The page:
'Can I Be Brought Before the ICC?': Deterrence of Mass Atrocities Between Jus in Bello and Jus ad Bellum
iCourts Working Paper Series No. 154, 2019
Forthcoming in: Jessberger and Geneuss (eds), Why Punish Perpetrators of Mass Atrocities? Theoretical and Practical Perspectives on Punishment in International Criminal Law
27 Pages Posted: 27 Feb 2019 Last revised: 13 Jun 2019
Date Written: February 1, 2019
This article returns to the discussion about the possible deterrent effect of the International Criminal Court. It argues that previous discussions are incomplete as they fail to take into account the significance specifically for deterrence of differences between prosecuting in bello and ad bellum atrocity crimes. To this end, the paper focuses on the recent activation of the Court’s jurisdiction over the crime of aggression and sees this fact in combination with reports about the behavior of the prime ministers of both the United Kingdom and Denmark leading up to the 2003 invasion of Iraq. Thus, before taking their countries to war, both Tony Blair and Anders Fogh Rasmussen asked their respective legal advisors whether in joining the US-led war they would run the risk, as individuals, of being brought before the ICC. When seen in light of the recent activation of the crime of aggression, the fact that both heads of state felt compelled to ask this particular question at that particular point in time is highly interesting because it both lends support to, points to important lacunae in, and adds nuance to the deterrence-based argument in favor of the ICC.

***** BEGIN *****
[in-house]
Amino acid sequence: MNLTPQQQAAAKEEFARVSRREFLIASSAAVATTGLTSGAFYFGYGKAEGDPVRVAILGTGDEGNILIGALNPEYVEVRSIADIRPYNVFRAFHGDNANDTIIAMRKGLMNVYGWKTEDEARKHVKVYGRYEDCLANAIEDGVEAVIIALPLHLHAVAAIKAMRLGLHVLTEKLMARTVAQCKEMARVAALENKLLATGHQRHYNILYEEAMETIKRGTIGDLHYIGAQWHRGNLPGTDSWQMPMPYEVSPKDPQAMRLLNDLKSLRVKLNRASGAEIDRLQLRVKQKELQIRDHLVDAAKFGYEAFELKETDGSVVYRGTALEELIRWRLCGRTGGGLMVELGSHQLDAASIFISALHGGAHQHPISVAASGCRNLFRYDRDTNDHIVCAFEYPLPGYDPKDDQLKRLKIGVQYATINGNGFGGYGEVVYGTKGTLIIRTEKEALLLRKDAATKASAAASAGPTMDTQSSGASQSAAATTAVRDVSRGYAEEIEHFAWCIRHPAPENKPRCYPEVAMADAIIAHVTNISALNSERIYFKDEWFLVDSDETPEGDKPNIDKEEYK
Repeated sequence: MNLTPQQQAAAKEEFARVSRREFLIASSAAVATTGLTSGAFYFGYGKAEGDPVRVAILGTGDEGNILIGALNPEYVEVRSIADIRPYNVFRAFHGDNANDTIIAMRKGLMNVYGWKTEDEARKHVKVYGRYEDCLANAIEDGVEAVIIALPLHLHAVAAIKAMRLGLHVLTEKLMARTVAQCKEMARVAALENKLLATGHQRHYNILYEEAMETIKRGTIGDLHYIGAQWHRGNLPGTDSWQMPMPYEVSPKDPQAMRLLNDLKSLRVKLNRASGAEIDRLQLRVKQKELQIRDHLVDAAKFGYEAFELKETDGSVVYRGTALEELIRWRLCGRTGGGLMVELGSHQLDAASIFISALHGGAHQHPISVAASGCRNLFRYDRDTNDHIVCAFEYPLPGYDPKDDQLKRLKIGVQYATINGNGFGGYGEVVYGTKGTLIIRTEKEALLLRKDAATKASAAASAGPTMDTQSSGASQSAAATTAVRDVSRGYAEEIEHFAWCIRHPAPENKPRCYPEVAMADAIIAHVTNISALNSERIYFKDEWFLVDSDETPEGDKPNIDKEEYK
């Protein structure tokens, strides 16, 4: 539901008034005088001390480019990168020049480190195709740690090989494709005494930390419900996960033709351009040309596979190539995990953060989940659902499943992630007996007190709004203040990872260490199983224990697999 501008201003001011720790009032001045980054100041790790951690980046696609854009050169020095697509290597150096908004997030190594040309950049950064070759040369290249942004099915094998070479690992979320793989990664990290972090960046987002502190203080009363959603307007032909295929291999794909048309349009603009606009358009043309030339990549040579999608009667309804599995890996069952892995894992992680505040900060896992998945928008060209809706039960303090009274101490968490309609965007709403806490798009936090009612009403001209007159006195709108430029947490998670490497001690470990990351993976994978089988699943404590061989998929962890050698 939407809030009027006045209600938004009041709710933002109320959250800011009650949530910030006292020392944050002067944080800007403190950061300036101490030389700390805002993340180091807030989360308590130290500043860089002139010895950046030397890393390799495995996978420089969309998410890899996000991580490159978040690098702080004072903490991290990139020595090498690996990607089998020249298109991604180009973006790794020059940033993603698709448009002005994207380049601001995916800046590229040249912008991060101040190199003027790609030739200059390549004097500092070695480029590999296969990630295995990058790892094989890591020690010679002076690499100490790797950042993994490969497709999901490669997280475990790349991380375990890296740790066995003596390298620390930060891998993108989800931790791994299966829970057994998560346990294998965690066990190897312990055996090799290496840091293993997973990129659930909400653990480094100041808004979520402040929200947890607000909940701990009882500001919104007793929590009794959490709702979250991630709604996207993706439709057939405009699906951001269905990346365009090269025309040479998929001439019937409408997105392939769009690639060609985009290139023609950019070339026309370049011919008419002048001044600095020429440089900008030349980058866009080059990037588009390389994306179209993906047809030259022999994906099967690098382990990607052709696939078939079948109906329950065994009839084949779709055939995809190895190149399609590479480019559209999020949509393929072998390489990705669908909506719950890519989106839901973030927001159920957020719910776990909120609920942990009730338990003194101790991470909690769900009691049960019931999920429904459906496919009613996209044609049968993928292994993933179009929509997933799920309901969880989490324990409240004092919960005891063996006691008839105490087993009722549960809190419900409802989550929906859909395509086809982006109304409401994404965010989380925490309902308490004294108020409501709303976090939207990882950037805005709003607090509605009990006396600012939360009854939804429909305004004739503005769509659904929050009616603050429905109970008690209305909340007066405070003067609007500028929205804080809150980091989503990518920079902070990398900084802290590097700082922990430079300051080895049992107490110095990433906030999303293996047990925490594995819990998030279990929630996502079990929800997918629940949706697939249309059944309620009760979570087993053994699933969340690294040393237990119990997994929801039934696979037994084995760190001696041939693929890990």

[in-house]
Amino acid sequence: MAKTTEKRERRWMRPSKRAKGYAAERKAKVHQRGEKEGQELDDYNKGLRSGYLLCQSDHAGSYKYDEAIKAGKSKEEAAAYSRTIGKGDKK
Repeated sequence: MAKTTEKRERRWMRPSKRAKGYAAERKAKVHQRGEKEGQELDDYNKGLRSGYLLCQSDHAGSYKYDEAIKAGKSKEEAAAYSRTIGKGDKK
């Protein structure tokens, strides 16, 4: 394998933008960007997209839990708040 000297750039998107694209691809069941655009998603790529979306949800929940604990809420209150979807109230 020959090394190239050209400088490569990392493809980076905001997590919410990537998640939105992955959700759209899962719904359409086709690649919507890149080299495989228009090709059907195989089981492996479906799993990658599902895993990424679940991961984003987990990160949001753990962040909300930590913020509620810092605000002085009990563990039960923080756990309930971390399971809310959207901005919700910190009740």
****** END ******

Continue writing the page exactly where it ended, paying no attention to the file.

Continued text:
Keywords: The International Criminal Court; the Crime of Aggression; Deterrence; Prevention; Mass Atrocity; International Criminal Law; International Criminal Justice; Philosophy of Punishment; The 'Swiss Cheese Model'
Suggested Citation: Suggested Citation